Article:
While it can twenty20_57c6a417-0cc7-4440-8840-1ca2d86f5dc0be challenging to find the time to eat meals as a family, it is important to try to make time for this oft-ignored tradition. Here are five benefits of eating meals together as a family.

  1. It gives you quality time together. Due to everybody’s different schedule, it can be difficult to spend time together  as a family. A regular meal time gives families a chance to regroup, talk and enjoy each other’s company.
  2. It helps reinforce good manners. Having a meal as a family is an excellent opportunity to practice good manners. The more you eat together, the more opportunities your children have to practice good manners.
  3. It promotes healthy eating. When you have meals together at home, you can easily control what your children are served. twenty20_9e57ce90-74c3-44d0-9f76-12c914a5e392Thus, you can add more fruits, vegetables and whole grains to the menu.  
  4. It helps expand children’s palates. Instead of serving rice, substitute quinoa. Or serve mashed cauliflower instead of mashed potatoes. If you’re serving chicken, add a side of tikka masala sauce for dipping. Having family meals together means more opportunities for trying and hopefully enjoying different foods.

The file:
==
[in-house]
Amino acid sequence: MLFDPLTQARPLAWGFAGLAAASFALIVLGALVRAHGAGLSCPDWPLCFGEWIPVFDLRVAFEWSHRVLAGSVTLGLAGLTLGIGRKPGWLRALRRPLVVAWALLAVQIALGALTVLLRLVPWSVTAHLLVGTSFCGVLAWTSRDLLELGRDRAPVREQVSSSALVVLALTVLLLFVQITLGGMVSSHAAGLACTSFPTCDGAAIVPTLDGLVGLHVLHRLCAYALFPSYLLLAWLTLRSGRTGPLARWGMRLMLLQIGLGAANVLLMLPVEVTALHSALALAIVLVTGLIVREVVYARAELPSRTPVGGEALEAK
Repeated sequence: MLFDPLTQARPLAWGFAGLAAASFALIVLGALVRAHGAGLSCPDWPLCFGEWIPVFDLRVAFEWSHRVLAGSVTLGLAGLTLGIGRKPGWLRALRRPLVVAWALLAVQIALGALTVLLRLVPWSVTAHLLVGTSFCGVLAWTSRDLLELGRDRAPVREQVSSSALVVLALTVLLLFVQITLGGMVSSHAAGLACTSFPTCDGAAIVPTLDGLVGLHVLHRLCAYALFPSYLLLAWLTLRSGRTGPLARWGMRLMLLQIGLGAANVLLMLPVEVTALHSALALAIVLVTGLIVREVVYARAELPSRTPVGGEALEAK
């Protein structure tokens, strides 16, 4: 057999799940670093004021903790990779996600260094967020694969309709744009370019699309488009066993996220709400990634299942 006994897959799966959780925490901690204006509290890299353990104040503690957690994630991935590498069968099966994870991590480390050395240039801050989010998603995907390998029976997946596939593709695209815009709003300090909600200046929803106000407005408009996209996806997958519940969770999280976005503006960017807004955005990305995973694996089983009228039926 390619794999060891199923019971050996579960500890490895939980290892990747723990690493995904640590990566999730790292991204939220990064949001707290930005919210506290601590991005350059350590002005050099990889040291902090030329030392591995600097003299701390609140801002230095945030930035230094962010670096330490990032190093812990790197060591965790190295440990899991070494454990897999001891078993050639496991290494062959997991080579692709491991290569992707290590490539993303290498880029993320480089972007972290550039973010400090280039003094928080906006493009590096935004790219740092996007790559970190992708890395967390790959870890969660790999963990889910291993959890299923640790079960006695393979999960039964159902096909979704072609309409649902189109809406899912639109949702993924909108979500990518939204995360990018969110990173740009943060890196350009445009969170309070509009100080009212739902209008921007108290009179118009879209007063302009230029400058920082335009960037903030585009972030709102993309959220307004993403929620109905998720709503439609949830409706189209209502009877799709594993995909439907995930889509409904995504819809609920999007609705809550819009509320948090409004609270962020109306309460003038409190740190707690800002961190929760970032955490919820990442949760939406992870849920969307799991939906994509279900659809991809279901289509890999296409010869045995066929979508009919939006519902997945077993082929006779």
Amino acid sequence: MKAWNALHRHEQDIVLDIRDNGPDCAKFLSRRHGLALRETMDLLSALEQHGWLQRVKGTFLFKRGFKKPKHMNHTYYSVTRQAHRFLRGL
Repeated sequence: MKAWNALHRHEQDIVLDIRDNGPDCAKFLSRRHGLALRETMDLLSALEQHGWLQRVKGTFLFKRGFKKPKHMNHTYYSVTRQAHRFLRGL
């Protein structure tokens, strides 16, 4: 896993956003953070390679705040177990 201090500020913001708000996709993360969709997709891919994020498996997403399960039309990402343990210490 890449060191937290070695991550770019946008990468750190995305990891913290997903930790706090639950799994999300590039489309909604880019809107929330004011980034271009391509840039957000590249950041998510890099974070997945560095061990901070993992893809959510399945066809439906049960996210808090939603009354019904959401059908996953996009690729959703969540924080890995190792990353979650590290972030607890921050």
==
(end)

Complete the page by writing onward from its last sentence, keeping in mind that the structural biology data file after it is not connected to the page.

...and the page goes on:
5. It helps save money. Many families will visit the local pizza shop or a fast food restaurant to save time, but the costs of doing so can add up quickly. It is much more cost effective to prepare and serve a meal at home than to go out to eat. Your family can put the money you save toward something else, such as a vacation or weekend outing.

POLAR BEAR SNACKS

Whip up some winter fun with these delightful (and easy) polar bear snacks! Click here to see how these recipes are made.

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Polar Bear Yogurt Bowl (Great for breakfast!)

  • 1 cup of vanilla Greek yogurt
  • 3 slices of banana